Closing costs are the expenses incurred by a buyer or seller to complete a real estate transaction. They are one-time charges that you pay at the end of your mortgage loan process. They can be paid upfront in cash or financed over time through a monthly mortgage payment.
Closing costs can be broken down into two categories:
1) Settlement or closing fees
2) Other charges and fees
Now, closing costs work differently for different parties. It does cost money to sell a house as well as buy one, so it pays to understand closing costs no matter what part you’re playing in a home deal.
If you’re a seller, you can consult a seller closing costs calculator to find out what you’ll have to pay. You can also learn more below about how it all works for you.
Closing costs are paid by both the buyer and seller to cover the expenses that are associated with a home sale. Closing costs can be broken down into three main categories: origination fees, title charges, and settlement charges.
Origination fees are the closing costs that go to the lender. These include points paid up front, loan processing fee, underwriting fee, and lender-paid appraisal fee.
Title charges refer to any cost incurred by the title company during a closing. This includes title search and insurance for both parties as well as any other related services like tax stamps or land surveys.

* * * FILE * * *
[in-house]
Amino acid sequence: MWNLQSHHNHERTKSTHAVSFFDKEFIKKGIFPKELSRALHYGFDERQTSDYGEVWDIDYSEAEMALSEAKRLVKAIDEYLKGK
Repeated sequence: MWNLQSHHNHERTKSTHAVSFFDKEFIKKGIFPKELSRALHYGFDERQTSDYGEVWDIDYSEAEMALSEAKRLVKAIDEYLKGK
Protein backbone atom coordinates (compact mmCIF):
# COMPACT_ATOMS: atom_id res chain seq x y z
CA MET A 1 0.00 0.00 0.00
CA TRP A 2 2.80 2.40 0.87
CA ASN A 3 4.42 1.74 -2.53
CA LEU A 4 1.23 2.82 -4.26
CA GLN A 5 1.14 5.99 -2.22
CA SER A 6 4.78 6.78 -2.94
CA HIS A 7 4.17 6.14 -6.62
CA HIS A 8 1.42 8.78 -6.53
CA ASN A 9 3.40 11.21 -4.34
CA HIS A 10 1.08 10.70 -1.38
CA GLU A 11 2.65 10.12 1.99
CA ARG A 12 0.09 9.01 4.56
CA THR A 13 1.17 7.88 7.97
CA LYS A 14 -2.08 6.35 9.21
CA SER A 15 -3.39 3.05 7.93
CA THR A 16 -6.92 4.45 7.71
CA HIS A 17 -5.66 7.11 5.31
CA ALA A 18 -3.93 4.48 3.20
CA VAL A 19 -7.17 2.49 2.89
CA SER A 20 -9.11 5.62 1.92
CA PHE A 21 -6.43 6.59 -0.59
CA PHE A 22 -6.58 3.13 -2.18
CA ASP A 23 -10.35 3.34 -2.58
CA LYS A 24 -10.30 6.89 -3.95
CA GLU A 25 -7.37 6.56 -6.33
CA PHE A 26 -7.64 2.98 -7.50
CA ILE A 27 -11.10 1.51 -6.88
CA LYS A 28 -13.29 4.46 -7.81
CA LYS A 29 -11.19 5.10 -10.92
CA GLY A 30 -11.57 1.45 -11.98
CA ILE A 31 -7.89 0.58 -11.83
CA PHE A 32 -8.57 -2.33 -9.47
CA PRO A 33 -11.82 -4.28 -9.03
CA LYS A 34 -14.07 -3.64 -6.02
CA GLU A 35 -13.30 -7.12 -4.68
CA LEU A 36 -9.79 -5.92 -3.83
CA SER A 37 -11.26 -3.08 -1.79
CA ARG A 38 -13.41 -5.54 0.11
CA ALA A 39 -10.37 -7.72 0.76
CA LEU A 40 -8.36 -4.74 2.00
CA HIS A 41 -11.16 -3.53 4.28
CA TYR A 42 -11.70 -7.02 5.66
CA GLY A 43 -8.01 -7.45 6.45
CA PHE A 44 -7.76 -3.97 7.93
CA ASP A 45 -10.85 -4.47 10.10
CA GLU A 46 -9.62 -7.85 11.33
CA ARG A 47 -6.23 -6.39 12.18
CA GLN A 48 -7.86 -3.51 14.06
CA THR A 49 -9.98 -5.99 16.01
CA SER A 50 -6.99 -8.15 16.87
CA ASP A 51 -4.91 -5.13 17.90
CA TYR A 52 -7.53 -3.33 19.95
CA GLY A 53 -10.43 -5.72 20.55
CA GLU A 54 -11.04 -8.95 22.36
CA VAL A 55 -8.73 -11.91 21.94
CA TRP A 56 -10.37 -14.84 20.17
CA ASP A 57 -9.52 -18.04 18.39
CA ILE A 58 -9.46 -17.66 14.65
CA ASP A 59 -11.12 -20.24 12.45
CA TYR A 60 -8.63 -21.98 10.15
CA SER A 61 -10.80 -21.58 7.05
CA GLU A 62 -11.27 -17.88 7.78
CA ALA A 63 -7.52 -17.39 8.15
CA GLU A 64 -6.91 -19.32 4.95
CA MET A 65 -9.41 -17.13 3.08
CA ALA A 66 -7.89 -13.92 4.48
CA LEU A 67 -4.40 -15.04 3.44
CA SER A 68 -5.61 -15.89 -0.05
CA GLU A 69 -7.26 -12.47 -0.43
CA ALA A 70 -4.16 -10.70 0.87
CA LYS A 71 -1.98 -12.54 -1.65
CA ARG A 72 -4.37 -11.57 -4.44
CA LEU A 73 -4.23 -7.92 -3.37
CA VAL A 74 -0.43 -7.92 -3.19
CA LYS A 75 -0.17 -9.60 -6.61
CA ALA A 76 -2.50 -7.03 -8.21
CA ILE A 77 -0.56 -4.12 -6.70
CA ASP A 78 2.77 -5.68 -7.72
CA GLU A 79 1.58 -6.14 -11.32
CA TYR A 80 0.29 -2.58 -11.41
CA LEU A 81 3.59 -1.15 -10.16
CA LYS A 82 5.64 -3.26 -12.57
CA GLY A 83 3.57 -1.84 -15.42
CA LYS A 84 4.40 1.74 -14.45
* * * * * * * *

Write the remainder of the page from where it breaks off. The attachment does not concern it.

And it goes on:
Settlement charges are what go towards paying for all of these things in addition to recording fees and any other miscellaneous expenses that come up at closing time.
What Do Sellers Pay?
Sellers can expect to pay a wide range of closing costs, which can vary depending on the type of home, the location, and the seller’s down payment.
The most common closing costs are in-house mortgage fees, title fees, and appraisal fees. Other possible closing costs include broker commissions, credit report fees, and home inspections.
The average closing cost for a single-family home is $6,130 in the United States.
A complete list of closing costs for sellers is the following:
Closing Costs for the Seller:
-Loan Origination Fee
-Lender’s Title Insurance Policy Fee
-Title Search and Examination Fees
-Survey Fees (if not included in the mortgage)
-Flood Certification (if required)
Closing Costs for the Buyer:
-Home Inspection (optional)
-Home Warranty (optional)
Can Sellers Negotiate?
It is possible for sellers to negotiate their closing costs, but it may not always be worth it.
Sellers can negotiate their closing costs by asking the bank for a better interest rate or by requesting the seller’s credit score be taken into consideration.
Additionally, some lenders will offer a discount on closing costs if the seller has a high credit score.
However, sellers should keep in mind that these discounts are often small and don’t always make up for the time they spend negotiating with lenders.
We hope you have a better understanding now of how seller closing costs work.